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Review. Protomartyr ‘Relatives In Descent’

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Protomartyr aren’t afraid of transfiguration.

Their last record, ‘The Agent Intellect’, was a prime example of clinical post-punk. Cold, reverberated, and static, it clicked and fizzed with a sense of anxiety that made it feel more like it was borne out of Mancunian Industrial districts than the cold riverbed that forms the central line of the Canadian / US border.

Their latest has warmed them. Not emotionally, but it’s soundscape encapsulates with more colour and density than previous albums.

New elements introduced to Protomartyr’s abrasion have softened the palette, making for a more intelligent listen. As an example, staccato strings pinch their way into the climactic ending of ‘The Chuckler’, building another layer which proves their new found depth as songwriters.

Also, more synthesisers lurk in the fresh shadow that Protomartyr are casting for themselves. ‘Night-Blooming Cereus’ has a soft sweeping oscillator bedding down the track, pulsating up into the soundscape at key moments. It makes their silhouette less fuzzy, more refined.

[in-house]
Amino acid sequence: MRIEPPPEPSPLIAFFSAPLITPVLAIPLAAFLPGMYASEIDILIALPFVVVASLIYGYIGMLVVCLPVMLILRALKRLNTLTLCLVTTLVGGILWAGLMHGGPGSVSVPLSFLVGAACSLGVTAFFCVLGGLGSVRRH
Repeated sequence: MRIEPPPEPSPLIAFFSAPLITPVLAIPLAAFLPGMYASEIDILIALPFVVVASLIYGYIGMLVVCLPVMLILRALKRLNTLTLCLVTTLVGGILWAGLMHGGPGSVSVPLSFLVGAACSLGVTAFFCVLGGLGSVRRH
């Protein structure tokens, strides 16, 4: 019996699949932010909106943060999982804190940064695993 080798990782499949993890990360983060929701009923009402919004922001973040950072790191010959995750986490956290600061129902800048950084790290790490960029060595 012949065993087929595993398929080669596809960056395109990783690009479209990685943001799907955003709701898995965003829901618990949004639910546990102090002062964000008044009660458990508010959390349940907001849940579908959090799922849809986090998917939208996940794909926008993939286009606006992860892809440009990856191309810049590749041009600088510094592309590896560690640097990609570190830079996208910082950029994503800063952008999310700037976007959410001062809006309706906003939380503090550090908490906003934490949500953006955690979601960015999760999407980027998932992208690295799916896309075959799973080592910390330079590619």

Joe Casey’s nexus of written words for these songs are another aspect of Protomartyr that’s taken a huge step forward in their scuffed shoes; his melancholic yet wild metaphors conjure a surreal imagery. Even if “Elvis outside of Flagstaff / driving a camper van / looking for meaning in a cloud mass / he sees the face of Joseph Stalin, and is disheartened” is meant to be taken at face value as an image, it’s got such a poetic utterance to it.

Casey’s delivery and articulation is so chaotic and charismatic that I couldn’t give a shit if there’s no hidden subtext to his scripture; It’s such a satisfying listen. There’s no need to polish up that particular pair of metaphorical shoes; they’re well-worn favourites in the many aspects of Protomartyr’s sound. He needs to keep this authenticity going forward; the momentum’s great, currently.

Ultimately, the Detroit post-punk intellectuals bruise emotionally with ‘Relatives In Descent’ – a body of work that’s melancholic, dense, and contains a rich palette of instrumentation and lyrical imagery.

Let’s keep this transfiguration in full momentum; who knows what dark heights they can climb to.

‘Relatives In Descent’ is out September 29th

Words by Jack Stevens